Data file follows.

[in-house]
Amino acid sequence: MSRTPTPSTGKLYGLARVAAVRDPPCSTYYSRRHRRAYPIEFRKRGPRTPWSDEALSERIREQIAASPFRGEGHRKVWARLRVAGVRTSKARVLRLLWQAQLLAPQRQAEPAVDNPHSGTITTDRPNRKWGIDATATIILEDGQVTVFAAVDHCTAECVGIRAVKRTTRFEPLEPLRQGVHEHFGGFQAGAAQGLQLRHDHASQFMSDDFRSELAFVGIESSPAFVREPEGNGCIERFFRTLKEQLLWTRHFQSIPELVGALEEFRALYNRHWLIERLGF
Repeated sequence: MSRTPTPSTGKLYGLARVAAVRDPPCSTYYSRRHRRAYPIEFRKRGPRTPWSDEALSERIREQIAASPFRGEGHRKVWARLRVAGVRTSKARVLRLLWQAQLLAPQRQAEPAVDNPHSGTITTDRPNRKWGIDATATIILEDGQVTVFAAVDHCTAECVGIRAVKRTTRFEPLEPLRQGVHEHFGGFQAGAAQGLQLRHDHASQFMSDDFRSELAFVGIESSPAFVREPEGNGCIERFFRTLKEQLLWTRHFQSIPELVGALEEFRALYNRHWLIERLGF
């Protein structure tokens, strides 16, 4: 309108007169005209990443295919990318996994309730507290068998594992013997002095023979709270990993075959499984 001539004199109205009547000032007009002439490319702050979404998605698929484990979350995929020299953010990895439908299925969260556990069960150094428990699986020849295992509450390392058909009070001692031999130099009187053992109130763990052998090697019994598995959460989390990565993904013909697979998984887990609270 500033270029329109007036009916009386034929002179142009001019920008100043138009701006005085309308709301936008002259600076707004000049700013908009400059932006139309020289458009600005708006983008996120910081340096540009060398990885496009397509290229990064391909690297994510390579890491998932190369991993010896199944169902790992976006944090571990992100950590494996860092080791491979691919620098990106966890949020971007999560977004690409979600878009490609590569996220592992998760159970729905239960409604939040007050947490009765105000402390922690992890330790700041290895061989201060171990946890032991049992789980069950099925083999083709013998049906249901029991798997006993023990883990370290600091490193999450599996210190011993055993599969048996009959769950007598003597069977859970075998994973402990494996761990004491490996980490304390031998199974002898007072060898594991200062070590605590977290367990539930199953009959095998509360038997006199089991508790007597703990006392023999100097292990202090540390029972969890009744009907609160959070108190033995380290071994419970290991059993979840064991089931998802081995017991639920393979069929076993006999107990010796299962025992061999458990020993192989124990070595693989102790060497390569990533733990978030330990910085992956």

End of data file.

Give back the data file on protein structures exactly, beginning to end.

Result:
[in-house]
Amino acid sequence: MSRTPTPSTGKLYGLARVAAVRDPPCSTYYSRRHRRAYPIEFRKRGPRTPWSDEALSERIREQIAASPFRGEGHRKVWARLRVAGVRTSKARVLRLLWQAQLLAPQRQAEPAVDNPHSGTITTDRPNRKWGIDATATIILEDGQVTVFAAVDHCTAECVGIRAVKRTTRFEPLEPLRQGVHEHFGGFQAGAAQGLQLRHDHASQFMSDDFRSELAFVGIESSPAFVREPEGNGCIERFFRTLKEQLLWTRHFQSIPELVGALEEFRALYNRHWLIERLGF
Repeated sequence: MSRTPTPSTGKLYGLARVAAVRDPPCSTYYSRRHRRAYPIEFRKRGPRTPWSDEALSERIREQIAASPFRGEGHRKVWARLRVAGVRTSKARVLRLLWQAQLLAPQRQAEPAVDNPHSGTITTDRPNRKWGIDATATIILEDGQVTVFAAVDHCTAECVGIRAVKRTTRFEPLEPLRQGVHEHFGGFQAGAAQGLQLRHDHASQFMSDDFRSELAFVGIESSPAFVREPEGNGCIERFFRTLKEQLLWTRHFQSIPELVGALEEFRALYNRHWLIERLGF
């Protein structure tokens, strides 16, 4: 309108007169005209990443295919990318996994309730507290068998594992013997002095023979709270990993075959499984 001539004199109205009547000032007009002439490319702050979404998605698929484990979350995929020299953010990895439908299925969260556990069960150094428990699986020849295992509450390392058909009070001692031999130099009187053992109130763990052998090697019994598995959460989390990565993904013909697979998984887990609270 500033270029329109007036009916009386034929002179142009001019920008100043138009701006005085309308709301936008002259600076707004000049700013908009400059932006139309020289458009600005708006983008996120910081340096540009060398990885496009397509290229990064391909690297994510390579890491998932190369991993010896199944169902790992976006944090571990992100950590494996860092080791491979691919620098990106966890949020971007999560977004690409979600878009490609590569996220592992998760159970729905239960409604939040007050947490009765105000402390922690992890330790700041290895061989201060171990946890032991049992789980069950099925083999083709013998049906249901029991798997006993023990883990370290600091490193999450599996210190011993055993599969048996009959769950007598003597069977859970075998994973402990494996761990004491490996980490304390031998199974002898007072060898594991200062070590605590977290367990539930199953009959095998509360038997006199089991508790007597703990006392023999100097292990202090540390029972969890009744009907609160959070108190033995380290071994419970290991059993979840064991089931998802081995017991639920393979069929076993006999107990010796299962025992061999458990020993192989124990070595693989102790060497390569990533733990978030330990910085992956």